“You don’t have to burn books to destroy a culture. Just get people to stop reading them.”
Fahrenheit 451 is a passionate book about the importance of books. It is about knowledge, including knowledge’s power and importance, but also the vulnerability of knowledge in the face of ignorance and apathy.
Set in the future of a dystopian America, Fahrenheit 451 follows the lead character Guy Montag, a “fireman” whose job is to burn outlawed books, and his awakening and ultimate commitment to preserving that which would otherwise be lost.
Interpreted as a polemic against censorship, its author Ray Bradbury says he wrote Fahrenheit 451, written during the height of McCarthyism, as a reaction against book burning (and black listing) in the United States of America and as a commentary on how numbing mass media, political repression and censorship of culture and literature removes free and original thought. The image of the burning of books is evocative harking back to Germany of the 1930s and the burning of banned and so-called deviant literature by the Nazi Party.
Written in 1953, Fahrenheit 451 is prescient in its conception of a society numbed by constant mass-market entertainment and ever prevalent social media leading to a disconnection and breakdown of any sense of community except for the fascistic nationalism of an authoritarian and militaristic political regime. Written more than 65 years ago, it is amazing this story and the future it imagines still feels like it has continuing relevance today.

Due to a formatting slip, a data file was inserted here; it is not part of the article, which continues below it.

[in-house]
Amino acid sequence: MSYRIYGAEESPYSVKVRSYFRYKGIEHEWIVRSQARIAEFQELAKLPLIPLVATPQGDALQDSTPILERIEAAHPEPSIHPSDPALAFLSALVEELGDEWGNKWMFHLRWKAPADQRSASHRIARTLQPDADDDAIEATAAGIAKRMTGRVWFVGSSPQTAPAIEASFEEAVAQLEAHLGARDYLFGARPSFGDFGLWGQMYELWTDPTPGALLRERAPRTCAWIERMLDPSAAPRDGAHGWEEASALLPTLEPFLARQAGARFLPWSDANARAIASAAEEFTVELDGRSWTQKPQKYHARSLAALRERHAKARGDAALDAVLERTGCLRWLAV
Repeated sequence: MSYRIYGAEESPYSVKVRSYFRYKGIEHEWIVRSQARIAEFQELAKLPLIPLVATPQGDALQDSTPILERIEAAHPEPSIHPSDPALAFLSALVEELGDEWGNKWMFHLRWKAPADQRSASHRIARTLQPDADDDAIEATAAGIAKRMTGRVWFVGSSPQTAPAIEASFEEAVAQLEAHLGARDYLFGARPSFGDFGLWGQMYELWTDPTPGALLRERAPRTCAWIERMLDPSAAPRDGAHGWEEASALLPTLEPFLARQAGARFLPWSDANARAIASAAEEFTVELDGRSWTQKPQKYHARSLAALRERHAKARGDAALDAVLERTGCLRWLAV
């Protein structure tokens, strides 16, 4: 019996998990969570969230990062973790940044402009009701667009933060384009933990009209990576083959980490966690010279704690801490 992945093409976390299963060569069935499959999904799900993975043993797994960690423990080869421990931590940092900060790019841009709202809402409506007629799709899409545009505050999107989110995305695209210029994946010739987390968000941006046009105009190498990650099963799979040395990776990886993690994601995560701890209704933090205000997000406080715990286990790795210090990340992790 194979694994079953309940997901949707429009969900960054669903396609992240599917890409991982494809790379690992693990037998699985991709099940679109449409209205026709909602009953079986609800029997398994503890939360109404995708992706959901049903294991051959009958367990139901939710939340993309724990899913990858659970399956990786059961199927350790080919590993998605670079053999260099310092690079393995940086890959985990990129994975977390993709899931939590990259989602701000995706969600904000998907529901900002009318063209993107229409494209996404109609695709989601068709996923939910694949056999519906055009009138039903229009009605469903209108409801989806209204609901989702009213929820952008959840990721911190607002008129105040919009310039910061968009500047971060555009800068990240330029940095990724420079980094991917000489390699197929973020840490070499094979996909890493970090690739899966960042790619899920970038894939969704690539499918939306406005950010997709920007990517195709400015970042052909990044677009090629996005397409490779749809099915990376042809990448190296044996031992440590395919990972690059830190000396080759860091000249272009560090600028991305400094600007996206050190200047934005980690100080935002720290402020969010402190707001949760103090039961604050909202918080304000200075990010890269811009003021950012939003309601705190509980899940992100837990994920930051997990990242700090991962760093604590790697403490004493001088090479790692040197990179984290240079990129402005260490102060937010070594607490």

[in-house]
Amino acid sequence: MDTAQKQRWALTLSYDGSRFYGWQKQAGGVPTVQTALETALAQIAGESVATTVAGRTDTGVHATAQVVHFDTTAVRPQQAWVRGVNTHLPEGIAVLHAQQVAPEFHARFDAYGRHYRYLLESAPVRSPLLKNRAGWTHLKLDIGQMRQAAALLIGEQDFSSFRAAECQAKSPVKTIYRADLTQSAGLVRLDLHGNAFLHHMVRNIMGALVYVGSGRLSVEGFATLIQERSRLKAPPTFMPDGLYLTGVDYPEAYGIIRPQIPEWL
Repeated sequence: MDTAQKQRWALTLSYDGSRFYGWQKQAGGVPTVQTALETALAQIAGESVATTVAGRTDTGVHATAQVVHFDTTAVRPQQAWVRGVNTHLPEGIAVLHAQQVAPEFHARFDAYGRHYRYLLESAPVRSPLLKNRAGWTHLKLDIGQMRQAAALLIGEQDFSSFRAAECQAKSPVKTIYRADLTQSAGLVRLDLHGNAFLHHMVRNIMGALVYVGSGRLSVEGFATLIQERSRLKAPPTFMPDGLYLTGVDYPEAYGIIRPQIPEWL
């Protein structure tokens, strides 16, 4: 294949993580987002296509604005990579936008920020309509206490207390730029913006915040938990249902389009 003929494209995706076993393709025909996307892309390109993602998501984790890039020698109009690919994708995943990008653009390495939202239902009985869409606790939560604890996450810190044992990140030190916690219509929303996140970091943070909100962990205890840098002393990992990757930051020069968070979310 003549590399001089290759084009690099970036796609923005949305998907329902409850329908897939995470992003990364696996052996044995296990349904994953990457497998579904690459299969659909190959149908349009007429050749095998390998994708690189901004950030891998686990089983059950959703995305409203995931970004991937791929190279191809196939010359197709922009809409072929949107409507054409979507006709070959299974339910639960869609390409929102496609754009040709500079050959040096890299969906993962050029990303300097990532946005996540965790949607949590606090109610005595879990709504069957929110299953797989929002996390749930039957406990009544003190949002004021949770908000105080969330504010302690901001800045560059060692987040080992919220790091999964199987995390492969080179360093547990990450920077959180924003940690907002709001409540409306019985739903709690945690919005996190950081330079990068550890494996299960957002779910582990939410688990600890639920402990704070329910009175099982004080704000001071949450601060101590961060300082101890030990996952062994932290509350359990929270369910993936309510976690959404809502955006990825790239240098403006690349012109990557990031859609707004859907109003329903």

For a book that explores in part censorship, there is much irony that Fahrenheit 451 has found itself censored and banned at times during its history for vulgarity and obscenity. Ray Bradbury was justifiably scathing of any expurgation of his original text, “[t]here is more than one way to burn a book. And the world is full of people running about with lit matches”.
Whilst Fahrenheit 451 can be dark and on one read as bitter in its outlook it also provides some hope to the reader. The hope of the main character and his personal journey of self discovery, and of the protection of ideas and ideals by those willing to commit themselves to that protection.
Although Ray Bradbury treasured books and libraries (famously Fahrenheit 451 was written by him on a rented typewriter in the basement of his local library), ultimately what is important to Bradbury’s characters in the story is not the fetishing of the physical book but the sharing of what lies between the pages of the books they preserve..
For a story that ultimately ends with the collapse of a moribund society, Fahrenheit 451 holds a utopian belief in the power of knowledge and the keepers of that knowledge to rebuild upon the wreckage of the old world. My abiding image from the book is it is never too late to engage with the world.
Fahrenheit 451 remains a significant book, a seminal work of literature. I would highly recommend it to a first time reader.
“People ask me to predict the Future, when all I want to do is prevent it”
Sam Campbell (Southbank Chapter)